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Dr. C. W. Richards 1/12/99 Industrial Blitzkrieg1 Welcome! (Please start the slide show to begin) Except as noted, each slide is fully animated. When it’s.

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1 Dr. C. W. Richards 1/12/99 Industrial Blitzkrieg1 Welcome! (Please start the slide show to begin) Except as noted, each slide is fully animated. When it’s time to go on, action buttons will appear: Slide Show/ View Show (These buttons are just examples) You can leave the show at any time by pressing Esc Jump Hot buttons generally look like this. Click to jump. Some pages have notes: After the show, hit Esc, then select View/Notes Page. Notes start on P. 2 This is a demo button. It doesn’t actually work

2 Dr. C. W. Richards 1/12/99 Industrial Blitzkrieg2 John Boyd and the Toyota Production System This might seem like and odd topic. After all, nowhere in the many descriptions of the TPS are OODA loops mentioned, and I don’t think John ever even owned a Toyota. On the other hand, he did devour the translations of Taiichi Ohno and Shigeo Shingo and freely acknowledged that they drew from many of the same sources as he did—the strategic tradition that includes Sun Tzu’s Art of War and Musashi’s Book of Five Rings. Most important, the TPS represents a spectacularly successful confirmation of the preeminence of time, a fact explicitly recognized by Toyota itself and a main theme of Boyd’s theory of competition.

3 Dr. C. W. Richards 1/12/99 Industrial Blitzkrieg3 To paraphrase Tom Peters’ “Turn Manufacturing into a Marketing Weapon,” a chapter in Thriving on Chaos The Goal

4 Dr. C. W. Richards 1/12/99 Industrial Blitzkrieg4 Manufacturing as a Competitive Weapon Shorter throughput (order to delivery) Lower costs Higher quality More flexibility

5 Dr. C. W. Richards 1/12/99 Industrial Blitzkrieg5 Toyota Motor Company, Toyota Production System, p. 2 The Strategy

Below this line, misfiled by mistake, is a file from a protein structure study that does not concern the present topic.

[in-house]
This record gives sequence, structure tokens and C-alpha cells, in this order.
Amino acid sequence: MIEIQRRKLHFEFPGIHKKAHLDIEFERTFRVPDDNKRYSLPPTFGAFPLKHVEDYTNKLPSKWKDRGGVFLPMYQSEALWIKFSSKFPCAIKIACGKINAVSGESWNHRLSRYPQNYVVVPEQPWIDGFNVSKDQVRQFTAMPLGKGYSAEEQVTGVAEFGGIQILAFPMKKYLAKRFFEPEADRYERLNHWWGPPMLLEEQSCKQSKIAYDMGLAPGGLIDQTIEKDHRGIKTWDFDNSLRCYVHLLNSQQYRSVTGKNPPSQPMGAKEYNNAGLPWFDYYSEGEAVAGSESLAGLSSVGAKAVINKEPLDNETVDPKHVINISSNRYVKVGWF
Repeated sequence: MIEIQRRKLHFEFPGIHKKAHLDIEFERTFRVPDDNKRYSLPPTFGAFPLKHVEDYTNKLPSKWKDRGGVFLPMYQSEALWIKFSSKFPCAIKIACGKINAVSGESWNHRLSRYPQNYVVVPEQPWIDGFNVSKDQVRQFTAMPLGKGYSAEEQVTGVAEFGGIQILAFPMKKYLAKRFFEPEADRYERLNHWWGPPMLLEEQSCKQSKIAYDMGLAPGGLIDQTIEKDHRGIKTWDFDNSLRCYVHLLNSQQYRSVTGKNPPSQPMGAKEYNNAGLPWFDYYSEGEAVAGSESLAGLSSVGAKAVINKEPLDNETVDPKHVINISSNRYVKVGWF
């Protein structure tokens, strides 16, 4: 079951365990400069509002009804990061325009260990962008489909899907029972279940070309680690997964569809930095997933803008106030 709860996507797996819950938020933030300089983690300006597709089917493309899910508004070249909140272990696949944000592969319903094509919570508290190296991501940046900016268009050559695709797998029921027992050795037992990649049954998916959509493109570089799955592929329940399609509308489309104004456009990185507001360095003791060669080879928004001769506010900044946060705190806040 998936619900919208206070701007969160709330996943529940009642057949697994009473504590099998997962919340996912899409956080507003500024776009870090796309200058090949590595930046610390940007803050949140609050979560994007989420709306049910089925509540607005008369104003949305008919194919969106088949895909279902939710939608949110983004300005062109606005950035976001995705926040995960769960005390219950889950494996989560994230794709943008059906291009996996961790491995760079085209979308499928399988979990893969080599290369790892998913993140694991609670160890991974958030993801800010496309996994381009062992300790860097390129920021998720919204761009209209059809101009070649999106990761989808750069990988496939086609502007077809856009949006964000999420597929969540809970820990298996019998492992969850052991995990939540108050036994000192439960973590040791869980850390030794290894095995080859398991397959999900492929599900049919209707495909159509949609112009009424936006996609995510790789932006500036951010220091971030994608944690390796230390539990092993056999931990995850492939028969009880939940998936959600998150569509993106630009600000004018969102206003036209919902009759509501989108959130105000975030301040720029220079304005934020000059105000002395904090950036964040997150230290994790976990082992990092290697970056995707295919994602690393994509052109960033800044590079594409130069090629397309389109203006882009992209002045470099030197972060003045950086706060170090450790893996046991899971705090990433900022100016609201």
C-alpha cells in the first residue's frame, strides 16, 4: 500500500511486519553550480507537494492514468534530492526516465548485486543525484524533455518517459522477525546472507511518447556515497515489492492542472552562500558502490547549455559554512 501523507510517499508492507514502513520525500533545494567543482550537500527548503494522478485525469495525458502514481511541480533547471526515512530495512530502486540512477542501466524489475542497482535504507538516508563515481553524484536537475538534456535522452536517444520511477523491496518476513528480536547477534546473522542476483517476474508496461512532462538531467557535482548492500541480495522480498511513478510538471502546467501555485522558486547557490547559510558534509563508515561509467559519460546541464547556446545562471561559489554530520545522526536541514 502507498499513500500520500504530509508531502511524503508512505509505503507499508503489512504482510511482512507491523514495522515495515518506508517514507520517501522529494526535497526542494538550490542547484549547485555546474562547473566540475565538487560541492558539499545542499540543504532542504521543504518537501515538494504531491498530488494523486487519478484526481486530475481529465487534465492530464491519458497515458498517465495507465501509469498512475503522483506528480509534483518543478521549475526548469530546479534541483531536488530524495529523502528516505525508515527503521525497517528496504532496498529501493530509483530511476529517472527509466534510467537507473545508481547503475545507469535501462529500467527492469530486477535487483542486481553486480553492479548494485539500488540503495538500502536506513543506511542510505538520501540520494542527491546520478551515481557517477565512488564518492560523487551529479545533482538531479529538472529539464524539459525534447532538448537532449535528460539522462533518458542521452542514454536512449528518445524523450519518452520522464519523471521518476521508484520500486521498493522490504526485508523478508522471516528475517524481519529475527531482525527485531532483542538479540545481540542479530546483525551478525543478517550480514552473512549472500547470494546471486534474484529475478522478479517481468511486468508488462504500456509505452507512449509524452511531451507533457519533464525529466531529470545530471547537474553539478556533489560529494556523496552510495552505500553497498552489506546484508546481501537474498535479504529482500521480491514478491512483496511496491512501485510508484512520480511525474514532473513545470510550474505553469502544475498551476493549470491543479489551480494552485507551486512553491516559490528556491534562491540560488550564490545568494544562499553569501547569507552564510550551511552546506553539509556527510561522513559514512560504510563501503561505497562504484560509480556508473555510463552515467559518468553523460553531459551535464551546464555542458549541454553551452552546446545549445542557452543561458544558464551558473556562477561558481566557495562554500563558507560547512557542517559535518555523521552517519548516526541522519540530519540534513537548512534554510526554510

6 Dr. C. W. Richards 1/12/99 Industrial Blitzkrieg6 Why Toyota? The Plan

7 Dr. C. W. Richards 1/12/99 Industrial Blitzkrieg7 Cost reduction is the goal Manufacturing as a Competitive Weapon There are two ways to increase efficiency: 1) increase production quantity or 2) reduce the number of workers—Taiichi Ohno. Over time, lower costs, higher quality, and faster development & production times will increase sales. Reduce people at all levels in the organization “Cost Reduction Is the Goal” In the short term, you may need to Why?

8 Dr. C. W. Richards 1/12/99 Industrial Blitzkrieg8 A Lean Paradox (Just One of Many) Resolve how to maintain mutual trust while reducing people Reducing costs means reducing people, but if you eliminate people as a result of improvement, you will get no more improvement. The Toyota Production System clearly reveals excess manpower… Management’s responsibility is to identify excess manpower and utilize it effectively. Hiring people when business is good and production high just to lay them off is a bad practice. On the other hand, eliminating wasteful and meaningless jobs enhances the value of work for workers. Taiichi Ohno.

9 Dr. C. W. Richards 1/12/99 Industrial Blitzkrieg9 Implementing the TPS Develop A Lean Strategy Create a sense of urgency Throughout the enterprise, sell lean/TPS as the solution Hire a sensei & retain design talent Establish targets Resolve how to maintain mutual trust while reducing people Give preliminary thought to supplier issues Consider the competitive environment Manufacturing as a Competitive Weapon Design The Manufacturing System Identify the customer base and product range Identify takt time & its range Apply axiomatic design to create the basic factory system Eliminate non- essential infrastructure and layers above the factory floor Establish Flow Within Cells Form cells based on takt time Define standard work content for each operation to be < takt time Separate worker from machine (jidoka) Develop quick setups & standard WIP (SMED) Standardize operations Form cells based on takt time Define standard work content for each operation to be < takt time Separate worker from machine (jidoka) Develop quick setups & standard WIP (SMED) Standardize operations Establish Pull Between Cells Design an information system to produce only the products required by the downstream cells Incorporate takt time to drive flows Institute leveled production (heijunka) Use visual control systems Implement total productive maintenance Strive For Perfection Institute kaizen & institutionalize 5Ss throughout organization Transfer ownership of all processes to work force Push lean down to suppliers Integrate product development Reduce people at all levels in the organization All activities must support the goal of “shortening the time it takes to convert customer orders into deliveries.” Toyota Motor Corporation, 1992 (Hit any key/left mouse button to continue) Apply axiomatic design to create the basic factory systemApply axiomatic design to create the basic factory system A TPS Glossary